Killed militant Adnani 'played role in IS during Dhaka attack'
Islamic State group spokesman Abu Mohamed al-Adnani who was killed yesterday, played a major role in the group during some of the most high-profile attacks including Dhaka café attack, a US defence official said.
The official said Adnani had played a major role in the group during some of the most high-profile attacks over the past year, including in Paris, at the Brussels and Istanbul airports, at a cafe in Bangladesh, as well as the downing of a Russian airliner in the Sinai and suicide bombings at a rally in Ankara.
The US defence official called Adnani "one of ISIL's most senior leaders," stressing that he was "way more" than simply the group's spokesman.
The attacks have killed more than 1,800 people and wounded almost 4,000.
"Adnani was a legacy AQI (al-Qaeda in Iraq) member, a Shura council member and the most publicly recognizable official in ISIL," the official said.
The Islamic State group said Tuesday its spokesman Abu Mohamed al-Adnani was killed in the Syrian province of Aleppo, as the US confirmed it had targeted him in the same area.
Quoting an IS "military source," the group's news agency Amaq said: "Sheikh Abu Mohamed al-Adnani... was martyred while surveying operations to repel the military campaigns against Aleppo."
It said he died after a "long voyage crowned by sacrifice" and vowed "revenge" at the hands of a "new generation born unto the Islamic State."
Statement on Precision Airstrike Targeting Abu Muhammad Al-Adnani https://t.co/MYkXHrifYC
— Peter Cook (@PentagonPresSec) August 31, 2016
Should Adnani's death be confirmed, it "would mark another significant blow to ISIL," he added in a statement.
Cook said the strike took place in Al-Bab, in the province of Aleppo.
Describing Adnani as the "principal architect" of the IS group's external operations and its main spokesman, Cook said he had "coordinated the movement of ISIL fighters, directly encouraged lone-wolf attacks on civilians and members of the military and actively recruited new ISIL members."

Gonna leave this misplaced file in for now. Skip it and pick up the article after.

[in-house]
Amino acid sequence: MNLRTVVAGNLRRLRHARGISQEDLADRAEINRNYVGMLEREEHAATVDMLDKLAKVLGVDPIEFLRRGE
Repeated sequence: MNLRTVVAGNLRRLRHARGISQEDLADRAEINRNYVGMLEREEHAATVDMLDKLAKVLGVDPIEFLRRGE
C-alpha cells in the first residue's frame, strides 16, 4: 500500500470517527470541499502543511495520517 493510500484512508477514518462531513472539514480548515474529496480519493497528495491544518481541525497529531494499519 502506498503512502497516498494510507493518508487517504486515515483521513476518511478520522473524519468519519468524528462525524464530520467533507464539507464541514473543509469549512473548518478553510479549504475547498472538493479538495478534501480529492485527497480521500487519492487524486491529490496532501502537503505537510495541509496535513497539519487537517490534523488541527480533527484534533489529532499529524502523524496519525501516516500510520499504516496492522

'Wider decline' in IS?
In September 2014, the US government designated Adnani a "global terrorist" and the State Department has offered a $5 million reward for anyone who supplies information "that brings him to justice."
"The US military will continue to prioritize and relentlessly target ISIL leaders and external plotters in order to defend our homeland, our allies and our partners, while we continue to gather momentum in destroying ISIL's parent tumor in Iraq and Syria and combat its metastases around the world," Cook said.
Analysts have described Adnani as a key figure in the jihadist group.
"In the collective jihadist memory, Abu Mohamed al-Adnani will always be the one who announced the 'restoration of the caliphate' in June 2014," said expert Romain Caillet.
Adnani was originally from the western Syrian province of Idlib and joined the jihadist movement in Iraq, where he served now slain al-Qaeda leader Abu Musab al-Zarqawi and held several positions.
Aymenn Jawad Tamimi, an expert on jihadist groups, said Adnani's death was "significant symbolically and in pointing to the wider decline of the Islamic State."
"If a coalition air strike hit him, it shows intelligence penetration by the coalition is very high. Otherwise it would not have been possible to take out so many high-ranking figures," he said.
Another analyst, Charles Lister, tweeted that Adnani's death was a "big blow to IS."
Amaq did not say how Adnani was "martyred."
IS has regularly urged followers to target disbelievers.
Adnani made such a request in September 2014, calling on supporters to use stones, knives or even vehicles in their attacks to kill French or US citizens.